USA Today reports:
Drug companies are quietly pushing through price hikes of 100% — or even more than 1,000% — for a very small but growing number of prescription drugs, helping to drive up costs for insurers, patients and government programs.
The number of brand-name drugs with increases of 100% or more could double this year from four years ago, researchers from the University of Minnesota say. Many of the drugs are older products that treat fairly rare, but often serious or even life-threatening, conditions.
"There's no simple explanation," says Stephen Schondelmeyer, director of the PRIME Institute at the University of Minnesota, which studies drug industry economics. "Some companies seem to figure no one is watching so they can get away with it."
The price increases are drawing legal and political scrutiny:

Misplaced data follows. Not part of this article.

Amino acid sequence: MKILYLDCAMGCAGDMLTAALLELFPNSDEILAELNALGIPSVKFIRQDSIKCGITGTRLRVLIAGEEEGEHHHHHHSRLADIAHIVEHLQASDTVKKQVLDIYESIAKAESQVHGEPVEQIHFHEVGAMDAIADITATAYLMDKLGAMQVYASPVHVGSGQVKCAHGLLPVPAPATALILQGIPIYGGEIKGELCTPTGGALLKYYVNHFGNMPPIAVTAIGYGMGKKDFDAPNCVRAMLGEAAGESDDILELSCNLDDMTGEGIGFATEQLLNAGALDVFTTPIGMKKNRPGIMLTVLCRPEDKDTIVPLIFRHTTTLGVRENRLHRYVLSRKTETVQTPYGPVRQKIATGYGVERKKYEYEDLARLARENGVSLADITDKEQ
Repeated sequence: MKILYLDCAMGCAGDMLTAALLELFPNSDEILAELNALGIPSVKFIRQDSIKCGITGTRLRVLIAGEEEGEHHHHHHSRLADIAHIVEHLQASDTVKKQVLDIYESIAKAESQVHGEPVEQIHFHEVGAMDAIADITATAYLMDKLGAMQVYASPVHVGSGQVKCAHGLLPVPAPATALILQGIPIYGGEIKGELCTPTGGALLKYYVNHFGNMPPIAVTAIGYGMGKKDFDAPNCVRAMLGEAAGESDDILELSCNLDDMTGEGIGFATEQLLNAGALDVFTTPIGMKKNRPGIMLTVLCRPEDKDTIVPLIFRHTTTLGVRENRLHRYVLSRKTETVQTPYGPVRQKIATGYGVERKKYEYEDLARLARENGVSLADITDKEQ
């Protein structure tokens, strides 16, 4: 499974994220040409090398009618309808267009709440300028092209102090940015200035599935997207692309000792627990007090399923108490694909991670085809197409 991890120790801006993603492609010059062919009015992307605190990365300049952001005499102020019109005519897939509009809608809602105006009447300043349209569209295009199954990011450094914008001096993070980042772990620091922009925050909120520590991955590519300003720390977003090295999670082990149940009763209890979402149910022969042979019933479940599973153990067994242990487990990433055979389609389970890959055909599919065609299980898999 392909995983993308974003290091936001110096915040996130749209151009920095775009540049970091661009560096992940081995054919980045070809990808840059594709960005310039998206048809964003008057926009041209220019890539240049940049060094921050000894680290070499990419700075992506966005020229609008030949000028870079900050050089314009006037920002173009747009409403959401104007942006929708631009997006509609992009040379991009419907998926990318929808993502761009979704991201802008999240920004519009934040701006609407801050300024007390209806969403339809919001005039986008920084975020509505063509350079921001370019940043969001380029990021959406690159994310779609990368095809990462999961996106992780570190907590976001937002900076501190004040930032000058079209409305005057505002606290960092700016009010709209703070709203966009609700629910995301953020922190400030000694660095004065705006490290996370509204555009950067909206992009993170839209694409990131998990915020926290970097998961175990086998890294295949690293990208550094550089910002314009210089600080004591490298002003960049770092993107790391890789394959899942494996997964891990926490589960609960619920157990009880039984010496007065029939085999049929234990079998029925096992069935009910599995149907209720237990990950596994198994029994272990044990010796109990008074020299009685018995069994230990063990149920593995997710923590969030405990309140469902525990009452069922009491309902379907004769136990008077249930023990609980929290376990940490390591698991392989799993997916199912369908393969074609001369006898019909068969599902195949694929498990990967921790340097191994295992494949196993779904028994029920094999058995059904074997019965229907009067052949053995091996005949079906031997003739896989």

• In a decision awaiting approval by the 9th U.S. Circuit Court of Appeals, drugmaker Abbott agreed last week to pay up to $27.5 million to settle a lawsuit over a 400% price increase on its HIV/AIDS drug Norvir. The price did not change.
• Sen. Amy Klobuchar, D-Minn., and Sen. Charles Schumer, D-N.Y., asked the Government Accountability Office last week to investigate large price hikes. Klobuchar asked the Federal Trade Commission in April to investigate Ovation Pharmaceuticals, which raised prices on four drugs in 2006 by up to 3,437%.